A Wet and Wild Mile in Bigfork

Bigfork Whitewater Festival gears up for its 42nd year

By Justin Franz
Competitors navigate the Wild Mile on the Swan River during the Bigfork Whitewater Festival on May 29, 2016. Greg Lindstrom | Flathead Beacon

As summer approaches, locals and visitors alike start to plan for warm days on the water. With Memorial Day being the unofficial start of summer, there may be no better place to spend the long weekend than along the wet and wild mile of the Swan River that’s been home to the Bigfork Whitewater Festival for 42 years.

For participants, the festival gives them an opportunity to take on a mile of Class IV whitewater. For spectators, it’s a chance to enjoy the show from the riverbank or check out the many vendors that will be set up nearby all weekend.

“It’s a great event to kick off summer,” said David Meyers, a local kayaker who has participated for the last 12 years and is on the festival committee.

At the heart of the event is the one-mile stretch of the Swan River that spills into Bigfork Bay. The Class IV whitewater makes it an exciting challenge for participants, and a nature trail that runs along the north bank gives spectators a front row seat to the action. Meyers said access makes the Bigfork festival unique — most whitewater events are held in more remote locations — and is probably one of the reasons it’s remained a cornerstone of the community’s summer calendar.

The whitewater festival features four different events. The upper slalom is for kayaks and decked canoes and is an International Canoe Federation style slalom race with 15 to 20 gates over 250 yards of Class IV whitewater. It is a timed event. If racers hit a gate, they receive a five-second penalty. If they miss a gate, they receive a 50-second penalty.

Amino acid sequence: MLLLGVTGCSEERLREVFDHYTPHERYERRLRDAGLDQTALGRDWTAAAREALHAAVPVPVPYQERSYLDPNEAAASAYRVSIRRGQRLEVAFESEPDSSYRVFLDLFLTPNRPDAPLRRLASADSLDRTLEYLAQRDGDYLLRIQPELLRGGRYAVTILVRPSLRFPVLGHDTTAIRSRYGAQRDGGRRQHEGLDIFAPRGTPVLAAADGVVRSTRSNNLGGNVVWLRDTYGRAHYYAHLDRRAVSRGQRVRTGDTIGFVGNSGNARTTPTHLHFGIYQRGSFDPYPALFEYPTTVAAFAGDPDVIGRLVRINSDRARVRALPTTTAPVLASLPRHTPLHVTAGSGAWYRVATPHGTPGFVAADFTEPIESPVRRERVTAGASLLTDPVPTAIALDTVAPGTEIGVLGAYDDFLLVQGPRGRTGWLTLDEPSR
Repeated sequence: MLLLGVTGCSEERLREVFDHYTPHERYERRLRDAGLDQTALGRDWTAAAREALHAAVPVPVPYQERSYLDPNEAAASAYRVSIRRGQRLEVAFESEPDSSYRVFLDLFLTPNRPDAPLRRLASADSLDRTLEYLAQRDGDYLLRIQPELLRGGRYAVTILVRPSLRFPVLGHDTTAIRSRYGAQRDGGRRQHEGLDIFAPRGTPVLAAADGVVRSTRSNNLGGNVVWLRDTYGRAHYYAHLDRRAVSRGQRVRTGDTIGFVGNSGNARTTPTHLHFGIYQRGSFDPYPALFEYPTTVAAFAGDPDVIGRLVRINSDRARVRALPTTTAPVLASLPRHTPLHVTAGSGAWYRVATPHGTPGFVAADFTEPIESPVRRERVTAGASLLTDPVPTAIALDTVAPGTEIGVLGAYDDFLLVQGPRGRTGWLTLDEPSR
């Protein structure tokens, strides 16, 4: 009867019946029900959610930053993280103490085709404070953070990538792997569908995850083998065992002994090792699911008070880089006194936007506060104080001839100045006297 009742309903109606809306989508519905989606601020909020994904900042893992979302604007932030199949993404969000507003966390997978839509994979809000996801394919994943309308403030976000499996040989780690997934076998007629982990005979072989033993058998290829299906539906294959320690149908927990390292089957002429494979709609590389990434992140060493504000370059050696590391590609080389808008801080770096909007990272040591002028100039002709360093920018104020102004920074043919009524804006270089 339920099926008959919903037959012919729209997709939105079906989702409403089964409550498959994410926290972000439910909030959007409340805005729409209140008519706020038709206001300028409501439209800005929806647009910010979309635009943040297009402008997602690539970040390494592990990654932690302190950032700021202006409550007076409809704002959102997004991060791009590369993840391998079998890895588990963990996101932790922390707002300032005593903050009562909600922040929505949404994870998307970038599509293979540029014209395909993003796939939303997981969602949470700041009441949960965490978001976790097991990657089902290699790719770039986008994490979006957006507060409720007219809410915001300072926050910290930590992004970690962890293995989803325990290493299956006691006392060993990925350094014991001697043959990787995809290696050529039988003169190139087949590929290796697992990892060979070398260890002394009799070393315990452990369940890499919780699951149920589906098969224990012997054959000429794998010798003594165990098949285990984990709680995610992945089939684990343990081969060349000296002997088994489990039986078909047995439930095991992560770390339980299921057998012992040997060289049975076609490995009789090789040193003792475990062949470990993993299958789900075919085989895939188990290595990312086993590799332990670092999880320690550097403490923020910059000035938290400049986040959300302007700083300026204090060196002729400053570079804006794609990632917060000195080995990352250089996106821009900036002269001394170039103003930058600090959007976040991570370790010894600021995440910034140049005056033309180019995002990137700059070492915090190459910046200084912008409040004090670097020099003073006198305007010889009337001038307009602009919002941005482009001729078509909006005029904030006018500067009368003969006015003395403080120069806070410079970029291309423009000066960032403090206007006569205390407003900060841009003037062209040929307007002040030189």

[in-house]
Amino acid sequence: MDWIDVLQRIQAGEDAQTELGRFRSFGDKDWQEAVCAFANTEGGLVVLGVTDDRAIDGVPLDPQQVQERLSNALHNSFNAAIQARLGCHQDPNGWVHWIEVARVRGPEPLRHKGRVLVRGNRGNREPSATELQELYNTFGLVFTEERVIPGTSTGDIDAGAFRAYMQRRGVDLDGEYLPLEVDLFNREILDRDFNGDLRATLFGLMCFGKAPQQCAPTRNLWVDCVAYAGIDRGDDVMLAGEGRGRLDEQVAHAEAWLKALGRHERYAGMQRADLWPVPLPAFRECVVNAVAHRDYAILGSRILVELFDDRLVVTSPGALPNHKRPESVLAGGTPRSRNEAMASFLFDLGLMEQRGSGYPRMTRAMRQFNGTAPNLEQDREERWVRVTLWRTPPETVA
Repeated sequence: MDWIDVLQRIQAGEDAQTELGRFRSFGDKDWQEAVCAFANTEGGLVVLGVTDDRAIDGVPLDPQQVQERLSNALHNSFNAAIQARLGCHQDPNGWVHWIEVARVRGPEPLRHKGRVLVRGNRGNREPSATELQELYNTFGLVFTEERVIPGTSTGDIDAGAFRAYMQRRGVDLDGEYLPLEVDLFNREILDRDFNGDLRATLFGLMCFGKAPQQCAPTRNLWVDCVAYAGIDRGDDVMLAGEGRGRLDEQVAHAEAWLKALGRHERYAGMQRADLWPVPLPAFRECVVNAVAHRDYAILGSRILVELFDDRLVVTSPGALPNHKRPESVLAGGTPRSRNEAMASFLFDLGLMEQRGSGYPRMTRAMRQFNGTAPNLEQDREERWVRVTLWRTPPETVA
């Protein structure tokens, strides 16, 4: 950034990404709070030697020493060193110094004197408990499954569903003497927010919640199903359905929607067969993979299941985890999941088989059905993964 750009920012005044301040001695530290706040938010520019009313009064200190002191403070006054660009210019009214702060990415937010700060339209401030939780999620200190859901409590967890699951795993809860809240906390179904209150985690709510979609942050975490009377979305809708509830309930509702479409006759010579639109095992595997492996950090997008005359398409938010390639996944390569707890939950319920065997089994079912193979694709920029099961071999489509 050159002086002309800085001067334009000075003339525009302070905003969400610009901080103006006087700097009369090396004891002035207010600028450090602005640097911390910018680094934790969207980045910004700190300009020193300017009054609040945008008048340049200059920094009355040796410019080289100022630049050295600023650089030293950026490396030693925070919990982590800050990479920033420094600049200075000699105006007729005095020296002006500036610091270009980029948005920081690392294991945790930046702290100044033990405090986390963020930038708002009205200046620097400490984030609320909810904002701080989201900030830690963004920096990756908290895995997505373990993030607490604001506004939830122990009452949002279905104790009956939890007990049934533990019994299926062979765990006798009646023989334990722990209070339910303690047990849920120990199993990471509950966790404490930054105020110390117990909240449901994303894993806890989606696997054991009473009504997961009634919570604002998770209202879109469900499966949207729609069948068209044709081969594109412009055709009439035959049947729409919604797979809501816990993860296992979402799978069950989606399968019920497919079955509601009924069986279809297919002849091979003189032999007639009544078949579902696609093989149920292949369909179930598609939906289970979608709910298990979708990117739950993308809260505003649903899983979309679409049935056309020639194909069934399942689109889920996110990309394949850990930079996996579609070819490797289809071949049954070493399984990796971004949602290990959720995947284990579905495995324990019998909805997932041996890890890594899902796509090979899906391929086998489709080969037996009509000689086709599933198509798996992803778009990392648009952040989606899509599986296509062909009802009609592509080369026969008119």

The lower/beginning slalom sends racers through Class II and III rapids with eight to 10 gates. The down-river race is an all-out sprint down the “wild mile” of Class IV rapids with the best time winning. And the giant slalom is a 10- to 15-gate race through the same stretch of water as the down-river event. Winners receive cash prizes.

Beth Woods, one of the event’s organizers, said this year is extra special for spectators because of the the addition of a vendor area where they can eat or drink and check out the latest gear from local outdoor stores. The vendor area will be located near the wild mile on the south end of Electric Avenue.

For people who want to get into the action but don’t want to kayak or canoe down Class IV rapids, there’s the annual triathlon on Sunday morning. The race begins from the Swan River Bridge off Highway 209 with a four-mile paddle. Then participants tackle a 14-mile bike ride, before finishing with a four-mile run. Individuals can go it alone or put together a four-person team. Organizer Stan Watkins encouraged people to sign up and added that the four-mile paddle is on flat water, not rapids that often scare people away from trying.

“It’s just a great way to spend Memorial Day Weekend,” Watkins said.

For more information, visit bigforkwhitewaterfestival.com.

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